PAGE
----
It’s hot in the kitchen
SWEETBITTER arrives like an average- looking entree. For a moment, you might feel cheated by its seemingly uninspired look. But once you delve into the story, you discover a surprisingly complex flavour that catches you offguard. And all you want to do is eat more.
The series kicks off with a well- worn trope: an attractive young girl leaves behind her small- town for the big smoke – New York, of course – in search of a more exciting life.
Tess ( doe- eyed British actor Ella Purnell) is the girl at the centre of this story. While the opening scenes and interior monologue verge on the clichéd, it soon becomes clear that Sweetbitter isn’t going to be your usual coming- of- age tale.
With no indication of where the story might head, Tess arrives in an upmarket, pink- hued, New York restaurant for an interview with straighttalking, serious owner Howard ( Paul Sparks, House of Cards).
Their awkward, raw conversation soon reveals Tess knows next to nothing about the refined world of food and wine.
But, strangely enough, it is perhaps her odd remark complimenting Howard’s fingernails that lands her a trial run as a server.
Tess is thrust into the hectic, heady and totally unfamiliar world of an expensive restaurant. But it’s not only the foodie culture that soon sucks her in, but the restaurant’s unpredictable staff.
She is drawn to sullen bartender Jake ( Tom Sturridge), but his feelings and motivations are unclear. Then there’s poised yet stand- offish head server Simone ( Caitlin Fitzgerald,
Masters of Sex), who seems repelled by Tess, but for some reason takes on a mentor- like role, filling in Tess’s vast gaps of knowledge.
Relationships are blurred around the edges, and develop in an unpredictable fashion, which is why Bittersweet keeps you on your toes. In the same vein, Tess isn’t your standard female TV protagonist.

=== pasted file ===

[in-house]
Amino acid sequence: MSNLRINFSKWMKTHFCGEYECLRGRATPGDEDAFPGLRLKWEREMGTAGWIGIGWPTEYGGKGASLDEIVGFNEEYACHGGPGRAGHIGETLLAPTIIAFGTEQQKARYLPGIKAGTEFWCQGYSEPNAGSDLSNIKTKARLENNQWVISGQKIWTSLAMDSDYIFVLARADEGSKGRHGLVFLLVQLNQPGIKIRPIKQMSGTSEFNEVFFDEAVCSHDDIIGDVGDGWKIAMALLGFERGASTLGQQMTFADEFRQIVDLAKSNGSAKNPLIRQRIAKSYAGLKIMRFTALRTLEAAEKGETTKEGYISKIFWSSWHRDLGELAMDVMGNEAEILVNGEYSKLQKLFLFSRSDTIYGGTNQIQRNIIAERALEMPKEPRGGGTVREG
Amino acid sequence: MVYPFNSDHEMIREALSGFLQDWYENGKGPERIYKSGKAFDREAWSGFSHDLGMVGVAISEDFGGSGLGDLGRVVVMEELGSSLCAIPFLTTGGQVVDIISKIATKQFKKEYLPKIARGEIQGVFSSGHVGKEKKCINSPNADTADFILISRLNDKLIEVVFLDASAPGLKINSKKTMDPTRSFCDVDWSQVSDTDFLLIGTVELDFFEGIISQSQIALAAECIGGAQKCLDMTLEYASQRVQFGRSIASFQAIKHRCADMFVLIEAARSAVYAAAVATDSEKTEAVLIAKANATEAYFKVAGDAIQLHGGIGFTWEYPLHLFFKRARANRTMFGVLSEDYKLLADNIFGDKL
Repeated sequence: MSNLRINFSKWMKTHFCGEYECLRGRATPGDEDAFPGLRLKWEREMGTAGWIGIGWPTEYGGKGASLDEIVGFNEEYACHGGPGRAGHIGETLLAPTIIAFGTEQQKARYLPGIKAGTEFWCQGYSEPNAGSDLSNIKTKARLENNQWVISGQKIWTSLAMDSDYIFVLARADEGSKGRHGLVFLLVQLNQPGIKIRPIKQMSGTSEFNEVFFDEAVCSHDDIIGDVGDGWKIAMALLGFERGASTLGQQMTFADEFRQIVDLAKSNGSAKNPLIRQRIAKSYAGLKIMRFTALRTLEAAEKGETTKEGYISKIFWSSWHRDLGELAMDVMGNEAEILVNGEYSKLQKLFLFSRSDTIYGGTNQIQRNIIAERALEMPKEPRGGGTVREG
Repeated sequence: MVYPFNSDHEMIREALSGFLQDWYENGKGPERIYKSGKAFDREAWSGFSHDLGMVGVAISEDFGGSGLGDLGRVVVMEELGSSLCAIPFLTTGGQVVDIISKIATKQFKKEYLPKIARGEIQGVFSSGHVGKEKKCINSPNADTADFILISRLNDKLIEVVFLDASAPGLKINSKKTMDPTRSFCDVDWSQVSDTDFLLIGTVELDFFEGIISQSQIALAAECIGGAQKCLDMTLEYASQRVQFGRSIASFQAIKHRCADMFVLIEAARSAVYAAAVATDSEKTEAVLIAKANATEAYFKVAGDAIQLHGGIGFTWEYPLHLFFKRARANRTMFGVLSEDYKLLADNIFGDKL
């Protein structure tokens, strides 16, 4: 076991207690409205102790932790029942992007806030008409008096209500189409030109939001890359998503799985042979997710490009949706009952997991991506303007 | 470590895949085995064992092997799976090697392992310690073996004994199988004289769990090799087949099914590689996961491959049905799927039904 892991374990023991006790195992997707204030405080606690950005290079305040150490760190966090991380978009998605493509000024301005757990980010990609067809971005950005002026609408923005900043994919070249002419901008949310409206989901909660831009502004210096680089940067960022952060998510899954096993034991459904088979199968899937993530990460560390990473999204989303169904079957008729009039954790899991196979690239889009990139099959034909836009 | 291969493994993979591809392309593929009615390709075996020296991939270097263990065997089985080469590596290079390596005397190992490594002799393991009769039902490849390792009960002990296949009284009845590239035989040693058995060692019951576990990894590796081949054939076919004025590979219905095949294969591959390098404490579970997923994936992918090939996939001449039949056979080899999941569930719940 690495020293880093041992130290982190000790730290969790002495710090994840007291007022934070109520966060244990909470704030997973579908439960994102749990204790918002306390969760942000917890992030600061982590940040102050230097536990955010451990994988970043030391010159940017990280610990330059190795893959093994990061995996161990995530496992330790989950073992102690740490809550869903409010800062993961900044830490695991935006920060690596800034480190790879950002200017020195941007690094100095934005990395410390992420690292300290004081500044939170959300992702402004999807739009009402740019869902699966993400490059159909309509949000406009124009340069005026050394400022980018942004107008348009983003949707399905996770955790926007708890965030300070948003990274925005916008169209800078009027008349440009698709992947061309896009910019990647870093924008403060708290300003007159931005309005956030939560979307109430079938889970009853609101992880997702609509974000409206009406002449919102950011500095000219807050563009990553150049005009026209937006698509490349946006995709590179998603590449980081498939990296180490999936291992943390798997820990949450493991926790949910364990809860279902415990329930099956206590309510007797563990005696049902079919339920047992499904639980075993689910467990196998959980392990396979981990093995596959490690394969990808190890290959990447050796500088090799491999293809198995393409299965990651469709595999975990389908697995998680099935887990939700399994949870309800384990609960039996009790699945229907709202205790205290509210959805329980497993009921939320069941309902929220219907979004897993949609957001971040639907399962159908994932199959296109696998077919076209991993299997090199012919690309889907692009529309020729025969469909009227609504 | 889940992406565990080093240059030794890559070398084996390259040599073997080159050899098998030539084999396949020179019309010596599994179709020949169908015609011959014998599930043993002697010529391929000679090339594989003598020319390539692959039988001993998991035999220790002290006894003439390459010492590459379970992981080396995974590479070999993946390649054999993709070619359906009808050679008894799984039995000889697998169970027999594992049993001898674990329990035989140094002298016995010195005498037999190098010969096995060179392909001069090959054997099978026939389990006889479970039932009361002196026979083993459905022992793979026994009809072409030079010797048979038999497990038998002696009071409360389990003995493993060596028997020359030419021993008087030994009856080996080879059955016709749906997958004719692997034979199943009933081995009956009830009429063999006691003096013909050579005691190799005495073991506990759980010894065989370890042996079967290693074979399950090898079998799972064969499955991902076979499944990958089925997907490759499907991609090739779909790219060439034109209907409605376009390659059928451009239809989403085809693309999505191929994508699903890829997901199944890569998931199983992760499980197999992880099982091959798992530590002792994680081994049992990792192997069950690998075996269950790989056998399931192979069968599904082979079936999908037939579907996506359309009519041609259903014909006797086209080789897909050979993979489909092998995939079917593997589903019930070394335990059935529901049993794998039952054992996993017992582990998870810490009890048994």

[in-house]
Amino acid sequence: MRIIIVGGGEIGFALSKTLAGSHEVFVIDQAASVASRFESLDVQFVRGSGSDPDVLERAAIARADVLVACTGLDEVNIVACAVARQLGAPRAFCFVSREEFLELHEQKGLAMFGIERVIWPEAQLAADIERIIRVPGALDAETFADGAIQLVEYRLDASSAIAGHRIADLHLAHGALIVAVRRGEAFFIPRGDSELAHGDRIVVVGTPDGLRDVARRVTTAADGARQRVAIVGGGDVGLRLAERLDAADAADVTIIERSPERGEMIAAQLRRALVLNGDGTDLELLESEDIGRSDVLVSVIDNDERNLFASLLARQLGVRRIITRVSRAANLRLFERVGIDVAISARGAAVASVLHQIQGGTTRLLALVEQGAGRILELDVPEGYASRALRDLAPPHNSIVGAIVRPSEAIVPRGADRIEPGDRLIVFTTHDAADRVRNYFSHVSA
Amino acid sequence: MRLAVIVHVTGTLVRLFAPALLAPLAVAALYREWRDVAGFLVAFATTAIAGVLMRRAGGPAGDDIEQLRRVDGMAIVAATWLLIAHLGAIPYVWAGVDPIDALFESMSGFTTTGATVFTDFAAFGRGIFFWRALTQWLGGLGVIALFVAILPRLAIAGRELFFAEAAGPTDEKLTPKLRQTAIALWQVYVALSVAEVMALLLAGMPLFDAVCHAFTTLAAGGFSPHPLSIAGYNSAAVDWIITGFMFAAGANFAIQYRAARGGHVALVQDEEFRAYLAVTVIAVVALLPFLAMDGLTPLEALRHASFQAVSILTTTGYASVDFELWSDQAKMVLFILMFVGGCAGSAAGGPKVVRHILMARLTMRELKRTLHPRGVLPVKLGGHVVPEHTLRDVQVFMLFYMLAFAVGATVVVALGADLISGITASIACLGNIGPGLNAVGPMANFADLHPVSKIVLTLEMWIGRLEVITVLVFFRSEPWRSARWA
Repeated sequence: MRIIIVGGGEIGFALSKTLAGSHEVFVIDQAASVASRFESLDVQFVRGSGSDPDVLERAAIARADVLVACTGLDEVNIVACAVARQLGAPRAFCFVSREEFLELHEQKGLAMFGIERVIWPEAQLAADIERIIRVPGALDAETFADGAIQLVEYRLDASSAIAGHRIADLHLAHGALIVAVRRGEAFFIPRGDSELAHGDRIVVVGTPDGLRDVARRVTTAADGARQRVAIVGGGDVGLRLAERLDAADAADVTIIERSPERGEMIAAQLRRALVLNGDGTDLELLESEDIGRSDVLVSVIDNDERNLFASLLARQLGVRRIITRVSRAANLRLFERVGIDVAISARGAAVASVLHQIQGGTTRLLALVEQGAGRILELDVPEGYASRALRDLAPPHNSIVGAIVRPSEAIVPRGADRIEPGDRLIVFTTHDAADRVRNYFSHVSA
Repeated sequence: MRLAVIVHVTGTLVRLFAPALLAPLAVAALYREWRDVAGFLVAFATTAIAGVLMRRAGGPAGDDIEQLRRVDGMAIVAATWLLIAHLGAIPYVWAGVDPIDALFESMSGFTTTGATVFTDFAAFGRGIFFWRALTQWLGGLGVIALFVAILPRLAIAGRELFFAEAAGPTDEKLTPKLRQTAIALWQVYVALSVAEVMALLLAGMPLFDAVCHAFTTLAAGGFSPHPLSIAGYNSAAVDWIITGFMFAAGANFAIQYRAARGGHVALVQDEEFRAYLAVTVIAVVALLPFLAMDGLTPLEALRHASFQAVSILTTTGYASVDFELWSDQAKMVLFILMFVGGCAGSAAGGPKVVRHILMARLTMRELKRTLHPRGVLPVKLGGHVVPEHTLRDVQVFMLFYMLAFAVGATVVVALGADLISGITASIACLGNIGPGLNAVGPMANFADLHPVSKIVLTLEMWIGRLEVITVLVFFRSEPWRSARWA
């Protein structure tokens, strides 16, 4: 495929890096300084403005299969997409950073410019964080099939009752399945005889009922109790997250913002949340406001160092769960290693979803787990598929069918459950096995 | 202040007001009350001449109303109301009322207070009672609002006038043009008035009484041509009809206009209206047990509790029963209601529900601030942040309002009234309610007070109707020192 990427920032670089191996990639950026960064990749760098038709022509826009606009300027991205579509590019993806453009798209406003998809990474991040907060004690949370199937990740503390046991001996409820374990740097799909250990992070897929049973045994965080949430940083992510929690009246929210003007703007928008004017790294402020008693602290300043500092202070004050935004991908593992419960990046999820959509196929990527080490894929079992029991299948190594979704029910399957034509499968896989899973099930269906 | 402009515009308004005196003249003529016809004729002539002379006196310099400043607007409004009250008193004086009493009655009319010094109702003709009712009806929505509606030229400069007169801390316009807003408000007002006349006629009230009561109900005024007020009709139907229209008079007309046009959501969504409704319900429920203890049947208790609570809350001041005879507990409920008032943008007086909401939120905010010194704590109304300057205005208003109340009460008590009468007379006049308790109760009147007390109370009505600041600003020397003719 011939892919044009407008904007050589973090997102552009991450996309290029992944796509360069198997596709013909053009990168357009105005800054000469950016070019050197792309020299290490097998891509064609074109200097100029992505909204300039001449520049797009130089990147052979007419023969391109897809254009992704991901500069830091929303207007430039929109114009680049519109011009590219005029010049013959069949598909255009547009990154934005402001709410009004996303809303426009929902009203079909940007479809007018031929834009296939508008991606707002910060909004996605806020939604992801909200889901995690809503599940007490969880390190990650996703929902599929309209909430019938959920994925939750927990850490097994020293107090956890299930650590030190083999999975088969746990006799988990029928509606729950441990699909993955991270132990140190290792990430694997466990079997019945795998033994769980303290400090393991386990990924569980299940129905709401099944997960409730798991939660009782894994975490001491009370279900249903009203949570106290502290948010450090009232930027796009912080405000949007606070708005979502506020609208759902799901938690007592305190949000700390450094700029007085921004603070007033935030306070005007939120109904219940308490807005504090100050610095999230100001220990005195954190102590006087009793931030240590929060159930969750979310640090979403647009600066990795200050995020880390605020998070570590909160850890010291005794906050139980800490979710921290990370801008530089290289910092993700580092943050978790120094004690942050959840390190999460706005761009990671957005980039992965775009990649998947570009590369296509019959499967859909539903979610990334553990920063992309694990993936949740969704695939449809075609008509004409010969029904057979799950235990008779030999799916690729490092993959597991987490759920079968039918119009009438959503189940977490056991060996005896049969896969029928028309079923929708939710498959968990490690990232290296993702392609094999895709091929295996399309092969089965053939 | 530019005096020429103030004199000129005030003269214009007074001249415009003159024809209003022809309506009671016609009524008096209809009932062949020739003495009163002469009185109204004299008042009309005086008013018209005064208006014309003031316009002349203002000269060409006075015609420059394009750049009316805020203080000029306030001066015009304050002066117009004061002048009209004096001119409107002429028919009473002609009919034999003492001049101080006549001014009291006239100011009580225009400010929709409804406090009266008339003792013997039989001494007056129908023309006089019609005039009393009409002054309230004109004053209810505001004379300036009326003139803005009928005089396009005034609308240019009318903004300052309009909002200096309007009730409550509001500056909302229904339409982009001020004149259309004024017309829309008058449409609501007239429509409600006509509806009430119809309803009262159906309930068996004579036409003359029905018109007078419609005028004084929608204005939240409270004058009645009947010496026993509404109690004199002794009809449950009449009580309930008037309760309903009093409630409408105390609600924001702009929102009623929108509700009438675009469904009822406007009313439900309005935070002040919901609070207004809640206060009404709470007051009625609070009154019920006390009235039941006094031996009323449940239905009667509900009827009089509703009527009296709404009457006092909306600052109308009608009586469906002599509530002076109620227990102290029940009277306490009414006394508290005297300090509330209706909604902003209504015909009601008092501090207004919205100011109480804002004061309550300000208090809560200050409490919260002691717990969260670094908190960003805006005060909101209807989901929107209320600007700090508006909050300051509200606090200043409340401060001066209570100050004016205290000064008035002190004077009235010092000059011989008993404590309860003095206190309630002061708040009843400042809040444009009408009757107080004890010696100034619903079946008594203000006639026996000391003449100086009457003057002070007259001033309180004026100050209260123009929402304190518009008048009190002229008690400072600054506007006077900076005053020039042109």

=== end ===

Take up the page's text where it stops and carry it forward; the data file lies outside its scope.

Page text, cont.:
“Tess is a strong woman,” Purnell said in a recent interview. “And not in the typical strong female characters kind of way.
“She’s strong in a very real way. She’s not trying to be nice or play nice. She’s just being herself.”
There are times when Tess’s naivety borders on the far- fetched, but it’s testament to Purnell’s captivating performance that you believe every moment.
It’s not surprising that she says she has “never played a character who’s so similar to myself”.
“She is constantly messing up, she is super awkward and weird and just trying to figure out her life in a really honest and open way,” Purnell remarked.
Danler penned Sweetbitter over seven years, based on her experiences of working in the restaurant industry. She has also taken the reins of the six- part series, adapting it for the smallscreen.
“I hope people just see how honest it is,” Danler said.
“There are a lot of fairytales and romanticised New York shows, and a lot of chefs- yellingin- restaurant shows.
“That’s not our show. What it is, is really honest about this young woman’s journey, and about her quest for family.”
Three episodes in, I’m hooked. Once I devour it, I’ll be picking up a copy of Danler’s best- seller.
Sweetbitter, streaming now on Stan. www. stan. com. au
Danler: “There are a lot of fairytales and romanticised New York shows, and a lot of chefs yelling- in- restaurant shows. That’s not our show.”
Intoxicating: Ella Purnell is captivating as Sweetbitter’s lead character Tess.